Notice the difference in these two graphics (one animated and one plain) and the word by itself.

animated graphic . . . black/white still graphic . . . Click.

Which one gets your attention? Keep this little example in mind as you develop overheads, handouts and other written material for your presentations.

spike bullet Leadership Communications Skills

Leaders, executives and managers need to be very clear about what they expect from others. One of the best exercises we have seen to assist in this area is from the book, The Leadership Challenge by James Kouzes and Barry Posner. One of their suggestions for setting an example and behaving consistently with your stated values is to write a "Leadership Credo."

How to Write a Leadership Credo

  1. Imagine that you are being sent on an assignment to a remote post for nine months. You will be unable to communicate in any way with your team during the time you are away.
  2. After nine months, you will return and resume your present responsibilities.
  3. You are allowed to leave behind a one page guideline (your business beliefs, philosophy, values, credo) on how people should conduct business in your absence.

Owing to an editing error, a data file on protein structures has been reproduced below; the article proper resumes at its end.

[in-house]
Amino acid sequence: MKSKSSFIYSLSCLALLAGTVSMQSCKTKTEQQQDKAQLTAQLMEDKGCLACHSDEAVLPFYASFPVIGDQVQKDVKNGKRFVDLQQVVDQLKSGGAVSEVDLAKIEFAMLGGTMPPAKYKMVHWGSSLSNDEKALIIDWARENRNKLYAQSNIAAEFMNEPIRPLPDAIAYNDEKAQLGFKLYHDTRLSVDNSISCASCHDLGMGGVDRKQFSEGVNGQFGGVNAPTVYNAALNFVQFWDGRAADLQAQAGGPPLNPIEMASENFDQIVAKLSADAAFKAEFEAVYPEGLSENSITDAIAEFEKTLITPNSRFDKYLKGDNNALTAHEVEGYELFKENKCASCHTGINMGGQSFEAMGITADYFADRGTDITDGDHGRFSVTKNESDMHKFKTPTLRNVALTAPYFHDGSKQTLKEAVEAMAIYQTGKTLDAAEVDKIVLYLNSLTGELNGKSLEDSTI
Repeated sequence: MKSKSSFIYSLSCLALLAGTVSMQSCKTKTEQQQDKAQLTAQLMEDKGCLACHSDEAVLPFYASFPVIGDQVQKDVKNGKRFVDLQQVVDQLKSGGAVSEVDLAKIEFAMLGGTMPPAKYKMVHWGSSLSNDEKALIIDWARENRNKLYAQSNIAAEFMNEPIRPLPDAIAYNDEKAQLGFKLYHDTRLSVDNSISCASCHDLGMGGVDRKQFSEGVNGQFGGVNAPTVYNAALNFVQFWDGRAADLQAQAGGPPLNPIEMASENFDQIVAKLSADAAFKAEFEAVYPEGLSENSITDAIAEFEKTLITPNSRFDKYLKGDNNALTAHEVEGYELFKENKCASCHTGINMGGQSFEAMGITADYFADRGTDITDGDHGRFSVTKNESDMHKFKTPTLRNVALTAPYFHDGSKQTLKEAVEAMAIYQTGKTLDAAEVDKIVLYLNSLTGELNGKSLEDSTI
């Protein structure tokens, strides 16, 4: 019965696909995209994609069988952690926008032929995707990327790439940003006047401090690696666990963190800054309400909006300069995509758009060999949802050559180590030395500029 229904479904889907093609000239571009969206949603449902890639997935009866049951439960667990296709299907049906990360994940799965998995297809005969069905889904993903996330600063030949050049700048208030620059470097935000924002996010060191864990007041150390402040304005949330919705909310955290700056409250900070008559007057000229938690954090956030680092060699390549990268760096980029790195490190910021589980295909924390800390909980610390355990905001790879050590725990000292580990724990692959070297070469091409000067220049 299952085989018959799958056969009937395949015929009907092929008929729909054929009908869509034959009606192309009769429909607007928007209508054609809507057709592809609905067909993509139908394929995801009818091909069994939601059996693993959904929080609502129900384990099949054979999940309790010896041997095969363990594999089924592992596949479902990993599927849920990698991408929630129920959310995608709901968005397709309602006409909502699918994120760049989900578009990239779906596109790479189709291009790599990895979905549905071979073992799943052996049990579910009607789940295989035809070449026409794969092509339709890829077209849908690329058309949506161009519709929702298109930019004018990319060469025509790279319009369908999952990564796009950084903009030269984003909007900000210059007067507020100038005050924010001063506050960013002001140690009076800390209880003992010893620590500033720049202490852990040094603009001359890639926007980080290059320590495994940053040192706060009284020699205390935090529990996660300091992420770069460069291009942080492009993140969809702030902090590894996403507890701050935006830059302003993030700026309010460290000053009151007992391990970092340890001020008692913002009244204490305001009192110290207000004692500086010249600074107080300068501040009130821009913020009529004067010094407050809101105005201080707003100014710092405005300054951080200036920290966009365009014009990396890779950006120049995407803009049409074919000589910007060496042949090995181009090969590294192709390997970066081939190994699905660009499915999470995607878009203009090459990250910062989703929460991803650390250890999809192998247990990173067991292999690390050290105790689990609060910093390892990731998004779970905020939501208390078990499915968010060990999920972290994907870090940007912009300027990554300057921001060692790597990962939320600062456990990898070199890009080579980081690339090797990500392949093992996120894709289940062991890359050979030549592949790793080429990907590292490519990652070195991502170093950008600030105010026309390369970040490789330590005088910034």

4. Write a memo with your guidelines to your team members and others.
  5. These guiding principles will be given to everyone who works in the organization you lead.
  6. Take the time to do this exercise.
  7. Treat it as real.
  8. Share it with the people on your team.
  9. Read it to them and give it to them in written form.
  10. Ask them if they understand it.
  11. Ask them if they can adhere to the values you have given them.
  12. Review and revise your statement as necessary.

This "simple" exercise is a very powerful way to measure your effectiveness in clear communication. It forces you to create a document that is clear, powerful and succinctly captures your business philosophy. It is also a strong measure of your ability to translate what you feel into succinct communication that others can use, understand and learn from.

One example of a leadership credo actually put into practice is shown below.

If you are willing to do this exercise, it will forever change you for the better. It may lead to pleasantly surprising results with your team members.

spike bullet Example of a Leadership Credo

  • Trust yourself and your own instincts
  • Respect others at all times
  • Keep smiling
  • Love yourself
  • Share and stay together